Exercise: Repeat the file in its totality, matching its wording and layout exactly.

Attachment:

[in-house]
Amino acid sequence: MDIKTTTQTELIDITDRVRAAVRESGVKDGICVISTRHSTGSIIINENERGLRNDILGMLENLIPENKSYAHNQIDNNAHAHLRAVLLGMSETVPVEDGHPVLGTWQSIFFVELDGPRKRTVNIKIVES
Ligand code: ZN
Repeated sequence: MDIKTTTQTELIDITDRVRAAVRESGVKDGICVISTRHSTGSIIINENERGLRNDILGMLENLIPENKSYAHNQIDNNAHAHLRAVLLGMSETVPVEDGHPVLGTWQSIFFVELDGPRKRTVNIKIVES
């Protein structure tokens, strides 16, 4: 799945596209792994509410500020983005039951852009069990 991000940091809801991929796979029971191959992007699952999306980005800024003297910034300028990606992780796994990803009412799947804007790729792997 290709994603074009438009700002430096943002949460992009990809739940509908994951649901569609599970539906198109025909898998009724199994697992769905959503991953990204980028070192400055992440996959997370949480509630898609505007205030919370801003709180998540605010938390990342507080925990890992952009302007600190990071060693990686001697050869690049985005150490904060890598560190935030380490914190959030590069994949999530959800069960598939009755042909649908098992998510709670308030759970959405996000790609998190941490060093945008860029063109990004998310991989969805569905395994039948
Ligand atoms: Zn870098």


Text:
[in-house]
Amino acid sequence: MDIKTTTQTELIDITDRVRAAVRESGVKDGICVISTRHSTGSIIINENERGLRNDILGMLENLIPENKSYAHNQIDNNAHAHLRAVLLGMSETVPVEDGHPVLGTWQSIFFVELDGPRKRTVNIKIVES
Ligand code: ZN
Repeated sequence: MDIKTTTQTELIDITDRVRAAVRESGVKDGICVISTRHSTGSIIINENERGLRNDILGMLENLIPENKSYAHNQIDNNAHAHLRAVLLGMSETVPVEDGHPVLGTWQSIFFVELDGPRKRTVNIKIVES
């Protein structure tokens, strides 16, 4: 799945596209792994509410500020983005039951852009069990 991000940091809801991929796979029971191959992007699952999306980005800024003297910034300028990606992780796994990803009412799947804007790729792997 290709994603074009438009700002430096943002949460992009990809739940509908994951649901569609599970539906198109025909898998009724199994697992769905959503991953990204980028070192400055992440996959997370949480509630898609505007205030919370801003709180998540605010938390990342507080925990890992952009302007600190990071060693990686001697050869690049985005150490904060890598560190935030380490914190959030590069994949999530959800069960598939009755042909649908098992998510709670308030759970959405996000790609998190941490060093945008860029063109990004998310991989969805569905395994039948
Ligand atoms: Zn870098």